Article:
Scotchman Peak Dayhike
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Distance: 7 miles round trip
Hiking time: 3-6 hours
Season: July through Oct.
Maps: USGS Scotchman Peak, Clark Fork plus Kaniksu National Forest
Info: Sandpoint Ranger District, (208) 263-5111
HIKING TRIP NOTES
Access: From Sandpoint, drive 25 miles east on State Highway 200 to Clark Fork, Idaho. Turn north on Main Street, which is marked as national forest entrance. Go slightly more than 2-1/2 miles. (Note that after Main Street turns east, it becomes Forest Road 276.) At fork in road, turn right onto logging road following signs toward Trail No. 65. Continue 1 mile and turn left on Forest Road 2294A. Drive just less than 1/2 mile and turn left again. Follow this road as it winds through logging area for 2-1/8 miles. Turn left again and drive 1/8 mile to trailhead.
Attractions: Occasionally steep but direct route to one of Lake Pend Oreille region’s loftiest viewpoints at elevation 7,009 feet. Former site for fire lookout cabin. Summit offers views of Lake Pend Oreille to the south, Selkirk Crest to the west, Cabinet Mountains of Montana to the east. Fitness buffs will find pleasurable challenge in gaining 3,730 feet in less than 4 miles!
Comments: Weenies need not apply here. This trail best suited for mountaineers in training - and mountain goats. Strongly recommend drinking one quart of water before starting up trail.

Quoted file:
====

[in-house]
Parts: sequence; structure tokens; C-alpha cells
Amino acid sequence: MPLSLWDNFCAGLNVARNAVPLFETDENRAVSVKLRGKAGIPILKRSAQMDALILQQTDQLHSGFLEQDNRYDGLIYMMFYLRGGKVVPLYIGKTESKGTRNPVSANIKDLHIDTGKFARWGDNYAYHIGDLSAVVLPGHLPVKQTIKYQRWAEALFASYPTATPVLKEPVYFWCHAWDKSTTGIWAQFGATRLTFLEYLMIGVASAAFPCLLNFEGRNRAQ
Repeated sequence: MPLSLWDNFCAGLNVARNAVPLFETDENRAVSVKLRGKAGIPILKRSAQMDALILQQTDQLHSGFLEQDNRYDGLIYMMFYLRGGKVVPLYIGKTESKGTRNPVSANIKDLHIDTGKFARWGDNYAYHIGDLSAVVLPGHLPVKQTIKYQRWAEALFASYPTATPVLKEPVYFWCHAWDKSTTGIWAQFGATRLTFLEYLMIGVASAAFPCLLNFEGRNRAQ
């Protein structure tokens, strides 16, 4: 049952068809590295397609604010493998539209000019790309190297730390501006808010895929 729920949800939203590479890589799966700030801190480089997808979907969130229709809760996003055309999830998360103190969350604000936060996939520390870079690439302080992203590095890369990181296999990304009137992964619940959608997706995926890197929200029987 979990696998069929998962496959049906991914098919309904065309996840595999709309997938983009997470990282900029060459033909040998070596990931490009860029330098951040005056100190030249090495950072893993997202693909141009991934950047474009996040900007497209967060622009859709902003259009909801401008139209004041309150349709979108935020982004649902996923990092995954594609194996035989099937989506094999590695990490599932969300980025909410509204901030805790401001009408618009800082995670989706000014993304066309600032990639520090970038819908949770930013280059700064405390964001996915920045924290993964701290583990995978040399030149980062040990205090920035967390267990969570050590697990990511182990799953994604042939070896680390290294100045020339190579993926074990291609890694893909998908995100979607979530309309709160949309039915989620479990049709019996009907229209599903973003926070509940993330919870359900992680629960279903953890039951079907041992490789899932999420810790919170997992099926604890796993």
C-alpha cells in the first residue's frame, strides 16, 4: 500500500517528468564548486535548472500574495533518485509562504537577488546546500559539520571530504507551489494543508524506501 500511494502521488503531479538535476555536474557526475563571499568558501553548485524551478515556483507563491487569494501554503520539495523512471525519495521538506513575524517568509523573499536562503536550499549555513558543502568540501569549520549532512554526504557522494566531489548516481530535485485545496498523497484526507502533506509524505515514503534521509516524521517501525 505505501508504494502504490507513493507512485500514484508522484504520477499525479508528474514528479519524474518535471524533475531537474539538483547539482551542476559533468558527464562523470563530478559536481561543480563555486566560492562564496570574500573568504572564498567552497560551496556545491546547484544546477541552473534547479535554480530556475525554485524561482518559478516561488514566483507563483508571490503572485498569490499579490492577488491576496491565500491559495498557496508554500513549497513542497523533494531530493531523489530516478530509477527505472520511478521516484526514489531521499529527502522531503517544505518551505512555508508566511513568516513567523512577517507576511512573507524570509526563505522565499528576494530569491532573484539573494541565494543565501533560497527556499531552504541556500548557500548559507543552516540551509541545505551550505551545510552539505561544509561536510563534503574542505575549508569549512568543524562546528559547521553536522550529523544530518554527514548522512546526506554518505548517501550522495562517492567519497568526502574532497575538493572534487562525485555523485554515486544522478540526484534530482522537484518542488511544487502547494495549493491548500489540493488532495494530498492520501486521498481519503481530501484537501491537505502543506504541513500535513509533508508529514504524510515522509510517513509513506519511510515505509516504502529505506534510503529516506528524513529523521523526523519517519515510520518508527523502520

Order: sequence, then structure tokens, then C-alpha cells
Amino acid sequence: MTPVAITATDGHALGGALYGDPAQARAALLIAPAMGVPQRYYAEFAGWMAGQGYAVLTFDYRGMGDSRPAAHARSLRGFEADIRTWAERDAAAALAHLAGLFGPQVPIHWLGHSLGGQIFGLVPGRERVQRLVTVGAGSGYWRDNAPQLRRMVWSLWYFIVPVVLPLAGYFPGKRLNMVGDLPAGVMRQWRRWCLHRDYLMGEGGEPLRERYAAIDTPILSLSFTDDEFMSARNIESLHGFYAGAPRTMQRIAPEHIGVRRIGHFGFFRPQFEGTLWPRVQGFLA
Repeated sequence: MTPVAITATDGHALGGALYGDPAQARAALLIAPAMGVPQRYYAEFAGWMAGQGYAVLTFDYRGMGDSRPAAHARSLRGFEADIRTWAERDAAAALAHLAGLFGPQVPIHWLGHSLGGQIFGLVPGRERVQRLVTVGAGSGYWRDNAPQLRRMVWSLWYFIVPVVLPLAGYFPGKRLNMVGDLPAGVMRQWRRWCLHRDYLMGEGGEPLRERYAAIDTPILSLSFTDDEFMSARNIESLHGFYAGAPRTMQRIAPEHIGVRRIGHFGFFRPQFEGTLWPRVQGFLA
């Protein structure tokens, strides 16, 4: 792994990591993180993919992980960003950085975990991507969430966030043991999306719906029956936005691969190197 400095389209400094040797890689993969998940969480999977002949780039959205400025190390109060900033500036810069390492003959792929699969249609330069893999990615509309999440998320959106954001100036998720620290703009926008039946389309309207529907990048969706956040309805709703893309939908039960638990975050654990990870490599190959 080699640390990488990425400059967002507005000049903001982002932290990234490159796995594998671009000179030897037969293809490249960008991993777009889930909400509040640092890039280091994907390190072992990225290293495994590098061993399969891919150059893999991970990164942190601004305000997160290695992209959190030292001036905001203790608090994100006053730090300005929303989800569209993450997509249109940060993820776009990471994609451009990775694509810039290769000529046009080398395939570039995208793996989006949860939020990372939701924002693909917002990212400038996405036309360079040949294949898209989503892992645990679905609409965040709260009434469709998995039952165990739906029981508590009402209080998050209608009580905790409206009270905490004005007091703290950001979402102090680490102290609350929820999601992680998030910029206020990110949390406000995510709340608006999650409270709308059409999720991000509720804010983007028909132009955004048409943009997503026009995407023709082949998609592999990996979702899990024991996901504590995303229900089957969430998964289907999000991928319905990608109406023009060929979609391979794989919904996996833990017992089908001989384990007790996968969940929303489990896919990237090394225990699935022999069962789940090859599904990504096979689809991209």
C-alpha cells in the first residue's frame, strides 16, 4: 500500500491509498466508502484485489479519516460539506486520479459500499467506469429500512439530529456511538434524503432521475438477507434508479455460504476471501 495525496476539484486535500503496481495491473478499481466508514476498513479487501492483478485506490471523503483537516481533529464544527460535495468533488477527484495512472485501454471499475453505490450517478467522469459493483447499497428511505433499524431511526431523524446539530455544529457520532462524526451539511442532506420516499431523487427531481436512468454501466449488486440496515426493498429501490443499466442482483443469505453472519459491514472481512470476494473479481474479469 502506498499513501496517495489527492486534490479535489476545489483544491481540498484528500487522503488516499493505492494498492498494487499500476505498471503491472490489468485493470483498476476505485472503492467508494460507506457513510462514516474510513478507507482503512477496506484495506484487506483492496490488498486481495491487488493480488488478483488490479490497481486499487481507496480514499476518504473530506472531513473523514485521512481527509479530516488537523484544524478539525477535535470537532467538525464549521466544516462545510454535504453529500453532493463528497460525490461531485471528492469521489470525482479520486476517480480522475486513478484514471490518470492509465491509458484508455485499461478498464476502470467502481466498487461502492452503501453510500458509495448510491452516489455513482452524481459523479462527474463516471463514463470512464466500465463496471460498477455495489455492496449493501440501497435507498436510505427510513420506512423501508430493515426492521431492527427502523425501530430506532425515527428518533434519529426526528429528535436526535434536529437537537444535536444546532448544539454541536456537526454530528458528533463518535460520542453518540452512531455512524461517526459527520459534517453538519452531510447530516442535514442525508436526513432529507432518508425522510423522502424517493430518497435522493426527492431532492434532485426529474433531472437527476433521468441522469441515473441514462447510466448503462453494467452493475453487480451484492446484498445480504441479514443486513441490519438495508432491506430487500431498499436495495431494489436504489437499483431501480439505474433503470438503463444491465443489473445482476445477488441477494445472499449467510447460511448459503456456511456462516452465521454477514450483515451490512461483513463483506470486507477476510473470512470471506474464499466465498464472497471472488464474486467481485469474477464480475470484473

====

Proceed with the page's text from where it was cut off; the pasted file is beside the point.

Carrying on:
First 1/2 mile heads heartlessly upward and out of logged valley. Trail then eases into more humane - but still steadily uphill - system of switchbacks.
Eventually, trail breaks into openings for ever-better views of Clark Fork Delta and steep slopes of Green Monarchs dropping into Lake Pend Oreille.
Route then traverses huge open hillsides smothered with beargrass, penstemon, sun-baked huckleberries, lupine and other wildflowers before ducking back into timber.
One decent campsite situated near timberline. However, no reliable water to be found on route. Snow banks sometimes found near top into August.
Trail near summit winds through blackened snags of small 1994 lightning fire, where route goes over rubble of flat platter-size rocks. Sandals not recommended. Summit-baggers couldn’t resist piling flat rocks to make shelter at top near remains of fire lookout abandoned in 1950s.
Remember, hiking down portions of this trail can be more painful than going up, especially if boots haven’t been fitted for ample toe room.
, DataTimes ILLUSTRATION: Map of Scotchman Peak Dayhike
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